Ribot, J. & Peluso, N. 2003. A theory of access. Rural Sociology, 682, 99. 153-181
Elden, Stuart (2010). Land, terrain, territory. Progress in Human Geography, 34(6): 799-817
Week 46; Democracy, institutional embeddedness, and multi-scalar governance of NRM
‘Marine resource management through EU external fisheries policy’
Arthur P J Mol 2006 Environmental Governance in the Information Age: The Emergence of Informational Governance. Environment and Planning C: Politics and Space
Kadfak, A., & Widengård, M. (2022). From fish to fishworker traceability in Thai fisheries reform. Environment and Planning E: Nature and Space
Bailey, M., Bush, S. R., Miller, A., & Kochen, M. (2016). The role of traceability in transforming seafood governance in the global South. Current Opinion in Environmental Sustainability, 18, 25-32.
Calvão, F., & Archer, M. (2021). Digital extraction: Blockchain traceability in mineral supply chains. Political Geography, 87, 102381.
The institutional landscape of Natural Resource Governance
Biermann and Pattberg. 2008. Global Environmental Governance: Taking Stock, Moving Forward. Annual Review of Environment and Resources.
Theorizing local democracy in NRM
Fischer, Harry. 2021*. *Decentralization and the governance of climate adaptation: Situating community-based planning within broader trajectories of political transformation. *World Development *140: 105335.
Ribot, J., Chhatre, A., & Lankina, T. 2008. Introduction: Institutional choice and recognition in the formation and consolidation of local democracy. Conservation and Society, 6, 1–11.
Community forestry institutions and challenges to collective action in the context of socio-ecological transition. A case from Nepal
Ojha, H., Persha, L., & Chhatre, A. (2009). Community forestry in Nepal: a policy innovation for local livelihoods (Vol. 913). International Food Policy Research Institute.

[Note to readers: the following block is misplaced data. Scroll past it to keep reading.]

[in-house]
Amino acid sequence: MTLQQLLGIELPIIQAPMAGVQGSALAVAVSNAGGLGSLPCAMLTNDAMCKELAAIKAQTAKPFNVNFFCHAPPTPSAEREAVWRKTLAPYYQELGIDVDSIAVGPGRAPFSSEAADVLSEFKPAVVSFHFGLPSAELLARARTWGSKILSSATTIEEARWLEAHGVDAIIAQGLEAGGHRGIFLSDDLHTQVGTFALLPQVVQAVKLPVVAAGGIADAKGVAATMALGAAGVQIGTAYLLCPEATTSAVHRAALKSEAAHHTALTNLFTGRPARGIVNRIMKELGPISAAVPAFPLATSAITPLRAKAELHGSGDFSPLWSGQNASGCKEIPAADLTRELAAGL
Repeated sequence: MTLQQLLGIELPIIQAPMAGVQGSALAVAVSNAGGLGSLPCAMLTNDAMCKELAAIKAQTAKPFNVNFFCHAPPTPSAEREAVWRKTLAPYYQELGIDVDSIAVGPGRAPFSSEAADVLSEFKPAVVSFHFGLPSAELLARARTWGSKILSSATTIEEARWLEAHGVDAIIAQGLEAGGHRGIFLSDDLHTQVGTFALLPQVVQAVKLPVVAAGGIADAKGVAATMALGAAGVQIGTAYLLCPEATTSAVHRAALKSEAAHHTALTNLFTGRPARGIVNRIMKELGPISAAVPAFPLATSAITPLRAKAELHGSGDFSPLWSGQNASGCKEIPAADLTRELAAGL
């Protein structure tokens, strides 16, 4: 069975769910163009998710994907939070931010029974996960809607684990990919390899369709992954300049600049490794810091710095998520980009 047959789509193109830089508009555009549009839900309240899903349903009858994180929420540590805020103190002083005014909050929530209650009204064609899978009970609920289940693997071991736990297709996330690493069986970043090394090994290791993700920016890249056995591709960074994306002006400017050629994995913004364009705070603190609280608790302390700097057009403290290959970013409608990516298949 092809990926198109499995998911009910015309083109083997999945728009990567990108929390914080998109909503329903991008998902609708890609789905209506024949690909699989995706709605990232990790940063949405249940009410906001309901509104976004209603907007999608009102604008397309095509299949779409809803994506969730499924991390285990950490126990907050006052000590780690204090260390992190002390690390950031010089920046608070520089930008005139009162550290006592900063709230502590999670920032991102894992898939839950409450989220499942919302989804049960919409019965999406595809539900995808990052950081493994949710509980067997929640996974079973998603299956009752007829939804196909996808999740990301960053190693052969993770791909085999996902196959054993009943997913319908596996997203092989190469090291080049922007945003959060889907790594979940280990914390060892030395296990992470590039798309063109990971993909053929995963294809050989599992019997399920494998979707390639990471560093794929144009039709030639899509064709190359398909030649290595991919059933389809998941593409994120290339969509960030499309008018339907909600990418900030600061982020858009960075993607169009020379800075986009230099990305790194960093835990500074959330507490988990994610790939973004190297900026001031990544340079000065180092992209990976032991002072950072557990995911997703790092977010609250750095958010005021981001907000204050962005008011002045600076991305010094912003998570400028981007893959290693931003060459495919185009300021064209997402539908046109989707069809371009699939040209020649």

K C, B., Race, D., Fisher, R., & Jackson, W. (2021). Changing Rural Livelihoods and Forest Use Transition in the Middle Hills of Nepal. Small-scale Forestry,* 20*(3), 479-501. https://doi.org/10.1007/s11842-021-09477-6
Khatri, D. B., Marquardt, K., Pain, A., & Ojha, H. (2018). Shifting regimes of management and uses of forests: What might REDD+ implementation mean for community forestry? Evidence from Nepal. Forest Policy and Economics,* 92*, 1-10. https://doi.org/https://doi.org/10.1016/j.forpol.2018.03.005
Khatri, D. & Paudel, D. & Pain, A. & Marquardt, K. & Khatri, S., (2022) “Reterritorialization of community forestry: Scientific Forest management for commercialization in Nepal”, Journal of Political Ecology 29(1), p.455–474. doi: https://doi.org/10.2458/jpe.2298
Week 47; Climate, forest and development dilemmas
Global agendas for forest conservation in an era of climate change
Fleischman, F., et al. 2020*. *Pitfalls of tree planting show why we need people-centered natural climate solutions. *Bioscience *70(11): 947–950.
Pritchard, R. 2021 Politics, power and planting trees. *Nature Sustainability *
Coleman, E., et al. 2021. Limited effects of tree planting on forest canopy cover and rural livelihoods in Northern India*. Nature Sustainability.*
"Planting trees in Africa": Local consequences of Swedish carbon forestry
Leach, M. and Scoones. I. 2015. Political Ecologies of Carbon in Africa. In Leach, M., & Scoones, I. (2015). Carbon conflicts and forest landscapes in Africa. Pp. 1-42. London and New York: Routledge.
Hajdu F, Fischer K, Penje O 2016 Questioning the use of ‘degradation’ in climate mitigation: A case study of a forest carbon CDM project in Uganda. Land Use Policy. 59 (31) 412–422.
Land use policies, climate adaptation and livelihoods in Southeast Asia
Eriksen, S. Nightingale, A. and Eakin, H. 2015. Reframing adaptation: The political nature of climate change adaptation. Global Environmental Change. No 35 (2015) 523–533.
Beckman, M. & Nguyen, M.V.T (2015): Upland development, climate related risk and institutional conditions for adaptation in Vietnam,* Climate and Development*. DOI:10.1080/17565529.2015.1067178
“Land deals in limbo: The Bagamoyo case in Tanzania”